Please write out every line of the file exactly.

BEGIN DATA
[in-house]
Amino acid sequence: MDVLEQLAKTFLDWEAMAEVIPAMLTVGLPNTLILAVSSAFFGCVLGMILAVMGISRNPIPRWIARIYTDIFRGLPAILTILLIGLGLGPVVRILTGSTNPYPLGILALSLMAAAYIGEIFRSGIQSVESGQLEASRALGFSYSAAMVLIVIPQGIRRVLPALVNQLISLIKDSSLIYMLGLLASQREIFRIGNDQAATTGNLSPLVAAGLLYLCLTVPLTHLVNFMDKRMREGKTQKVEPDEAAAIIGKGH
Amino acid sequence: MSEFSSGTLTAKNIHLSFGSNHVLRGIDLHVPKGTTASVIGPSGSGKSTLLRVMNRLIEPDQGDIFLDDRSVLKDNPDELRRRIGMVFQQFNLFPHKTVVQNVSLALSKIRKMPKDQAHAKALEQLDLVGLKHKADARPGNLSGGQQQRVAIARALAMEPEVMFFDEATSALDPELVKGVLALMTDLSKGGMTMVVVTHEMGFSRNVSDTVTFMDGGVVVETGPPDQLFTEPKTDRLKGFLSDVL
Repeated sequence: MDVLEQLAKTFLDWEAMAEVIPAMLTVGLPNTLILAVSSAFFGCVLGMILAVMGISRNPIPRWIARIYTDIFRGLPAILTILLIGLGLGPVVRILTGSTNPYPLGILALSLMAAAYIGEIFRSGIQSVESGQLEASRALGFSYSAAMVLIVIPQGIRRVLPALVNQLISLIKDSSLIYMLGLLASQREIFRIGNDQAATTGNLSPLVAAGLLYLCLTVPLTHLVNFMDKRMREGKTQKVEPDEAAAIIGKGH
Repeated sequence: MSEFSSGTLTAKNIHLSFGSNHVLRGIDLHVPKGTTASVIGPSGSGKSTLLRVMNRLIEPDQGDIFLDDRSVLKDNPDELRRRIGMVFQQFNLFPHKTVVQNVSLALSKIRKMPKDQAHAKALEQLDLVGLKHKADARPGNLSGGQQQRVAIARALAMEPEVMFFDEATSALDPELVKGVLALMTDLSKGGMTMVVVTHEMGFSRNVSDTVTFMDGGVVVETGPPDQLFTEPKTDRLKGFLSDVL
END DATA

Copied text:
[in-house]
Amino acid sequence: MDVLEQLAKTFLDWEAMAEVIPAMLTVGLPNTLILAVSSAFFGCVLGMILAVMGISRNPIPRWIARIYTDIFRGLPAILTILLIGLGLGPVVRILTGSTNPYPLGILALSLMAAAYIGEIFRSGIQSVESGQLEASRALGFSYSAAMVLIVIPQGIRRVLPALVNQLISLIKDSSLIYMLGLLASQREIFRIGNDQAATTGNLSPLVAAGLLYLCLTVPLTHLVNFMDKRMREGKTQKVEPDEAAAIIGKGH
Amino acid sequence: MSEFSSGTLTAKNIHLSFGSNHVLRGIDLHVPKGTTASVIGPSGSGKSTLLRVMNRLIEPDQGDIFLDDRSVLKDNPDELRRRIGMVFQQFNLFPHKTVVQNVSLALSKIRKMPKDQAHAKALEQLDLVGLKHKADARPGNLSGGQQQRVAIARALAMEPEVMFFDEATSALDPELVKGVLALMTDLSKGGMTMVVVTHEMGFSRNVSDTVTFMDGGVVVETGPPDQLFTEPKTDRLKGFLSDVL
Repeated sequence: MDVLEQLAKTFLDWEAMAEVIPAMLTVGLPNTLILAVSSAFFGCVLGMILAVMGISRNPIPRWIARIYTDIFRGLPAILTILLIGLGLGPVVRILTGSTNPYPLGILALSLMAAAYIGEIFRSGIQSVESGQLEASRALGFSYSAAMVLIVIPQGIRRVLPALVNQLISLIKDSSLIYMLGLLASQREIFRIGNDQAATTGNLSPLVAAGLLYLCLTVPLTHLVNFMDKRMREGKTQKVEPDEAAAIIGKGH
Repeated sequence: MSEFSSGTLTAKNIHLSFGSNHVLRGIDLHVPKGTTASVIGPSGSGKSTLLRVMNRLIEPDQGDIFLDDRSVLKDNPDELRRRIGMVFQQFNLFPHKTVVQNVSLALSKIRKMPKDQAHAKALEQLDLVGLKHKADARPGNLSGGQQQRVAIARALAMEPEVMFFDEATSALDPELVKGVLALMTDLSKGGMTMVVVTHEMGFSRNVSDTVTFMDGGVVVETGPPDQLFTEPKTDRLKGFLSDVL